Gratitude – the Practice of Dwelling on the Good

Gratitude is not easily described and defined, though it is commonly referred to as an orientation of thinking, a worldview in which someone pays attention to and is grateful for positive experiences, events and people in their life.  Gratitude is positively and strongly associated to a sense of greater overall wellbeing, mental health, lower dysfunction (less likely to experience anxiety, depression, substance abuse, and others), improved physical health and relationships and a higher rating of happiness (Wood et al., 2010). Research has also shown that for couples, telling your partner what you are grateful for about them and expressing gratitude towards them improved the grateful partner’s perception and view of their partner and also made it more comfortable for them to bring up issues and concerns (Wood et al., 2010). In a study in which participants were asked to journal daily about either 1) irritations, 2) things they are grateful for, or 3) what happened that day, the group that wrote about what they were grateful for experienced 50-percent more happiness than the group that wrote about irritations and aggravations (Emmons & McCullough, 2002). In such a time as this in our world in which there is much worry, fear, uncertainty, division and unrest, it is so easy to focus on what is wrong, how 2020 went to hell in a handbasket, and wait for and notice the next bad thing to happen.  However, my challenge to you is to focus on the good things.  Even if it’s just for a few moments of your day.  The small, free, great pleasures in life.  The people in your past or present that have supported and loved you and contributed to your wellbeing.  The relationships and roles that give you meaning.  The food and drinks you love. The home you live in. Your favorite blanket, sweatshirt, scent, sunlight, your child, a good book, a grandparent, good music, nature, freedom, your pet, fresh air. People who practice gratitude are grateful for things that they do not always feel they deserve, but they have been given. This could be opportunities, forgiveness, success, love, family, relationships, health, or a career.  It is also more likely this connects the person to something outside of themselves, whether it is people, a community, or a higher power.  This connection to something outside ourselves typically results in a greater sense of purpose, meaning and belonging. During this holiday season, which starts off very fittingly with Thanksgiving, there are many different emotions and it can be both a joyous and difficult time of the year.  One thing that you can do to improve your overall wellbeing and mood this season is to practice gratitude on a daily basis.  Here are a few ways you can integrate this into your everyday life…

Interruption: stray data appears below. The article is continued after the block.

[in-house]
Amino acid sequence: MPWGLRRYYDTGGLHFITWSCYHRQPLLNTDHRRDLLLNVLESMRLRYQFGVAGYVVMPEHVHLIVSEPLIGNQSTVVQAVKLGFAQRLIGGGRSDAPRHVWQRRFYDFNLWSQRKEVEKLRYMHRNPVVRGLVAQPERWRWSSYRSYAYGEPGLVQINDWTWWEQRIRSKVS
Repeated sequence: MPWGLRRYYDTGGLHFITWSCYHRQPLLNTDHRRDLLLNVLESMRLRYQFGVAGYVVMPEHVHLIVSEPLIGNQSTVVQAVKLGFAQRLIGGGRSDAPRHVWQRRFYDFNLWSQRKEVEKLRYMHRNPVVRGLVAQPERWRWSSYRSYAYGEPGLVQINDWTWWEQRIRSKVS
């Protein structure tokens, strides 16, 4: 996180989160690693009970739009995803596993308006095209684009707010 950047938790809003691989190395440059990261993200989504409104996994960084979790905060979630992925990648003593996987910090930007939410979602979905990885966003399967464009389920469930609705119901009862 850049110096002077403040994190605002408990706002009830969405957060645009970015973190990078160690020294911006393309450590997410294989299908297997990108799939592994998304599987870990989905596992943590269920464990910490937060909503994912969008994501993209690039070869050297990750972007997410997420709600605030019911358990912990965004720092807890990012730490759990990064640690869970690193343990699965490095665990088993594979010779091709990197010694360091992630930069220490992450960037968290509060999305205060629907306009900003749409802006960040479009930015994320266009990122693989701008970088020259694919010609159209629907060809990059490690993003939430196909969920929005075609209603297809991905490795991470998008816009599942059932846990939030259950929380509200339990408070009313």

• Write a thank you note, text message or letter to someone for whom you are grateful.
  • Keep a gratitude journal – write 1-3 positive things that you are grateful for each day.
  • Volunteer and give back to people that are in need – giving back helps connect you to a greater sense of purpose and meaning and can remind you of your blessings.
  • Meditate and focus on something that you are grateful for as you practice breathing and staying present in the here-and-now in your body.
  • Tell your partner, child, family member or friend what you appreciate about them and how they make your life better.
I am here as a support for you in regards to your mental health and relationships. I am so incredibly grateful for the work I have the privilege of doing and for my clients, who allow me into their lives and who teach me so much.